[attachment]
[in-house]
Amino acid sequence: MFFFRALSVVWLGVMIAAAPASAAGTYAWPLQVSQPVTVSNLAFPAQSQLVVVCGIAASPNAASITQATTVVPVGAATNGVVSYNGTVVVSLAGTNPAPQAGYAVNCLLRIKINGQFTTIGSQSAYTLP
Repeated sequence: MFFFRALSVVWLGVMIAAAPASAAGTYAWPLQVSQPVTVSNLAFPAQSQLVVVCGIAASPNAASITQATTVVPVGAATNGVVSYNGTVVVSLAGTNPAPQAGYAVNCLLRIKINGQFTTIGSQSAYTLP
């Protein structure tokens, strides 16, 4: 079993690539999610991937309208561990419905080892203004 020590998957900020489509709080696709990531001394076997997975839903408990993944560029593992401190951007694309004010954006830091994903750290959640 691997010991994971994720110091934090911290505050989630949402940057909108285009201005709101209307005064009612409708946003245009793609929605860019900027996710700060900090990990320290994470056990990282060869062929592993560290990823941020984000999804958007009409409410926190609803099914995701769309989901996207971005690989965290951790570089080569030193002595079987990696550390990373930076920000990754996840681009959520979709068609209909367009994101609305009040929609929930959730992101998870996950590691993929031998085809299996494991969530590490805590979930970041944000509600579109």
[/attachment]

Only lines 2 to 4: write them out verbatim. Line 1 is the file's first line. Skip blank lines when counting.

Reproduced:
Amino acid sequence: MFFFRALSVVWLGVMIAAAPASAAGTYAWPLQVSQPVTVSNLAFPAQSQLVVVCGIAASPNAASITQATTVVPVGAATNGVVSYNGTVVVSLAGTNPAPQAGYAVNCLLRIKINGQFTTIGSQSAYTLP
Repeated sequence: MFFFRALSVVWLGVMIAAAPASAAGTYAWPLQVSQPVTVSNLAFPAQSQLVVVCGIAASPNAASITQATTVVPVGAATNGVVSYNGTVVVSLAGTNPAPQAGYAVNCLLRIKINGQFTTIGSQSAYTLP
């Protein structure tokens, strides 16, 4: 079993690539999610991937309208561990419905080892203004 020590998957900020489509709080696709990531001394076997997975839903408990993944560029593992401190951007694309004010954006830091994903750290959640 691997010991994971994720110091934090911290505050989630949402940057909108285009201005709101209307005064009612409708946003245009793609929605860019900027996710700060900090990990320290994470056990990282060869062929592993560290990823941020984000999804958007009409409410926190609803099914995701769309989901996207971005690989965290951790570089080569030193002595079987990696550390990373930076920000990754996840681009959520979709068609209909367009994101609305009040929609929930959730992101998870996950590691993929031998085809299996494991969530590490805590979930970041944000509600579109």